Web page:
Sustainability Impact Assessment of Land Use Changes

  • Katharina Helming
  • Marta Pérez-Soba
  • Paul Tabbush

Table of contents

  1. Front Matter
    Pages I-VII
  2. Introduction

    1. Katharina Helming, Paul Tabbush, Marta Pérez-Soba
      Pages 1-6
  3. List of Authors

    1. Pages 7-13
  4. Sustainability Impact Assessment: concepts and approaches

    1. Front Matter
      Pages 15-15
    2. Karen Tscherning, Hannes König, Birthe Schößer, Katharina Helming, Stefan Sieber
      Pages 17-33
    3. Paul Tabbush, Pia Frederiksen, David Edwards
      Pages 35-54
    4. Katharina Helming, Karen Tscherning, Bettina König, Stefan Sieber, Hubert Wiggering, Tom Kuhlman et al.
      Pages 77-105
    5. Stefan Sieber, Klaus Müller, Peter Verweij, Hördur Haraldsson, Katharina Fricke, Cesare Pacini et al.
      Pages 107-128
  5. Scenario modelling of land use changes

    1. Front Matter
      Pages 129-129
    2. Tom Kuhlman
      Pages 131-157
    3. Torbjörn Jansson, Martha Bakker, Baptiste Boitier, Arnaud Fougeyrollas, John Helming, Hans van Meijl et al.
      Pages 159-180
    4. Thomas Sick Nielsen, Berit C. Kaae
      Pages 181-209
    5. Peter H. Verburg, Martha Bakker, Koen P. Overmars, Igor Staritsky
      Pages 211-227
  6. Spatial representation and data issues for European regions

    1. Front Matter
      Pages 229-229
    2. Christa Renetzeder, Michiel van Eupen, Sander Mücher, Thomas Wrbka
      Pages 249-268
    3. Henning Sten Hansen, Pia Viuf, Wolfgang Loibl, Jan Peters-Anders, Sergey Zudin, Jürgen Vogt
      Pages 269-290
  7. European level indicator framework

    1. Front Matter
      Pages 291-291

About this book

Introduction

There are many reasons why strategic intelligence is required to support policy decisions. These primarily stem from the nature of today's kno- edge society with two contrasting trends. On the one hand, there is a trend of increasing human intelligence in the economic, social and political s- tems. On the other hand, there is a trend towards dissolving certainties about the problems and solutions of today's society. Clearly, more inf- mation does not necessary imply more certainties on how to act. What is more, the same facts are often interpreted in markedly different ways: the same policy relevant information can – and often does – results in confli- ing framing of a problem by different stakeholders. This is mainly due to competing assumptions, rather then because of inconsistent facts. The- fore, it is not surprising that policy-makers are calling for strategic intel- gence to support their understanding of today's challenges, including the relevant aspects of science and technology, their impact and their possible future developments. Over the last 15 years, Europe has rapidly adopted the practice of dev- oping and using Impact Assessment (IA) tools to support decision-making. Formal procedures and guidance for IA are well established within the European Commission and in most EU Member States. The adoption of IA procedures alone, however, does not guarantee that every policy domain is actually using the full potential of these assessment tools in the preparation of policies and legislation.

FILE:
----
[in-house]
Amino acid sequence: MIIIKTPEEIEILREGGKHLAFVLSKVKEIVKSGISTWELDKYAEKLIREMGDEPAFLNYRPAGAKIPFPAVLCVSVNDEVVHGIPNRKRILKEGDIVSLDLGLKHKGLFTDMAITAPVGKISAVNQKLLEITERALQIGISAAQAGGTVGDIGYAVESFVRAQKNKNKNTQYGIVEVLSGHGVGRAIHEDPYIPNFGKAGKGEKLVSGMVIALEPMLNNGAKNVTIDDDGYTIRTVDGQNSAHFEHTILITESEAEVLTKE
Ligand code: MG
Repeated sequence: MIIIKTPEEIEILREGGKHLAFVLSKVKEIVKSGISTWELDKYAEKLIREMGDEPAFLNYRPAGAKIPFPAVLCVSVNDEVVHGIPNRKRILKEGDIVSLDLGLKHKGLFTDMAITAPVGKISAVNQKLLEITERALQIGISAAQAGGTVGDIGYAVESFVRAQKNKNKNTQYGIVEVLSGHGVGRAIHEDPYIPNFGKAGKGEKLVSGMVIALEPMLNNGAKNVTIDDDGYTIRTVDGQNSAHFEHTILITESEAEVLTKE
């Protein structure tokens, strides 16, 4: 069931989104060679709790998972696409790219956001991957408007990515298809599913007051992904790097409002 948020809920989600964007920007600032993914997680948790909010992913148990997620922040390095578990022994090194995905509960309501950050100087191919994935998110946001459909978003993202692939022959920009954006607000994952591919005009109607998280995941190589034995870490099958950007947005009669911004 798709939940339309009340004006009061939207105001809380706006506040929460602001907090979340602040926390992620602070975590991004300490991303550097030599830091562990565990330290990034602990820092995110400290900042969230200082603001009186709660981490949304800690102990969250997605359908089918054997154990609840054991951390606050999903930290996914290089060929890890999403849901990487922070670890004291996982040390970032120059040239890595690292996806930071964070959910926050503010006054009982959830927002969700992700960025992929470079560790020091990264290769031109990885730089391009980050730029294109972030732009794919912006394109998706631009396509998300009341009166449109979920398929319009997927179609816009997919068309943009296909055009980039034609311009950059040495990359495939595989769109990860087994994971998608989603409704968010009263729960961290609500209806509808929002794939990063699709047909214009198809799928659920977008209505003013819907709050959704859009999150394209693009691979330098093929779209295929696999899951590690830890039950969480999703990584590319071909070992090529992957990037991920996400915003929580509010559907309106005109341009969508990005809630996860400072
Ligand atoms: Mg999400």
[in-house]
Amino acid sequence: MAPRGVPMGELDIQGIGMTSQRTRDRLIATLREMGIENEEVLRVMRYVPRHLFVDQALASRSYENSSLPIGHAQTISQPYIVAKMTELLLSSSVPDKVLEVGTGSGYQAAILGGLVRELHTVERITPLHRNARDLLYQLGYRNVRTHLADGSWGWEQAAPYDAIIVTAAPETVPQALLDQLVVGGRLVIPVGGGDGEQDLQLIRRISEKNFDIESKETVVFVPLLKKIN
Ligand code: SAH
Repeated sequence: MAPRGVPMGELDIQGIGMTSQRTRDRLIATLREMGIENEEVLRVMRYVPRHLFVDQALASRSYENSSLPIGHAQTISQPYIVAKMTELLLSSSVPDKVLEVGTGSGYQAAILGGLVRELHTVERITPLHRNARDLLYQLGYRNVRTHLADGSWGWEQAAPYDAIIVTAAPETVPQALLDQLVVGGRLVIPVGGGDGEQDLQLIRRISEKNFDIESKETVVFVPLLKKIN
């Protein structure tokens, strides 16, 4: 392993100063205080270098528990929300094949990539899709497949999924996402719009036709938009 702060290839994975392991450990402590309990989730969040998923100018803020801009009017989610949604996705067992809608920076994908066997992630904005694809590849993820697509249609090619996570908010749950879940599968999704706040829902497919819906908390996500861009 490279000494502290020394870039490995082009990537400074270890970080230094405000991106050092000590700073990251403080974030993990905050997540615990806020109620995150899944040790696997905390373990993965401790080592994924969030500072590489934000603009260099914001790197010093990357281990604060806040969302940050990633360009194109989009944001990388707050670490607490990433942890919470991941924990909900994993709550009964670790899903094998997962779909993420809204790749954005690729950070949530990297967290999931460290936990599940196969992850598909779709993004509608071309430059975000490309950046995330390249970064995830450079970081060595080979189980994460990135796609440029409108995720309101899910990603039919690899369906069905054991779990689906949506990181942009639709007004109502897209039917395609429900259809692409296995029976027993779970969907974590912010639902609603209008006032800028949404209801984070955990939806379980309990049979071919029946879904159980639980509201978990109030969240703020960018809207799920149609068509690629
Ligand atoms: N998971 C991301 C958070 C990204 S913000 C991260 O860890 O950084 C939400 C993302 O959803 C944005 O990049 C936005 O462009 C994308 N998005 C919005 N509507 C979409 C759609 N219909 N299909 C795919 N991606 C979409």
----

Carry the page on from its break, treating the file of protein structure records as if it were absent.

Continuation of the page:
Keywords

Impact Assessment Multfunctional Land Use agricultural science development rural development scenario analysis simulation sustainability sustainability indicator assessment sustainable development

Editors and affiliations

  • Katharina Helming
    • 1
  • Marta Pérez-Soba
    • 2
  • Paul Tabbush
    • 3
  1. 1.Leibniz-Centre for Agricultural Landscape Research (ZALF)MünchebergGermany
  2. 2.ALTERRAWageningen URWageningenThe Netherlands
  3. 3.Forest Research, Alice Holt LodgeFarnham SurreyUK

Bibliographic information

  • DOI https://doi.org/10.1007/978-3-540-78648-1
  • Copyright Information Springer-Verlag Berlin Heidelberg 2008
  • Publisher Name Springer, Berlin, Heidelberg
  • eBook Packages Earth and Environmental Science
  • Print ISBN 978-3-540-78647-4
  • Online ISBN 978-3-540-78648-1
  • About this book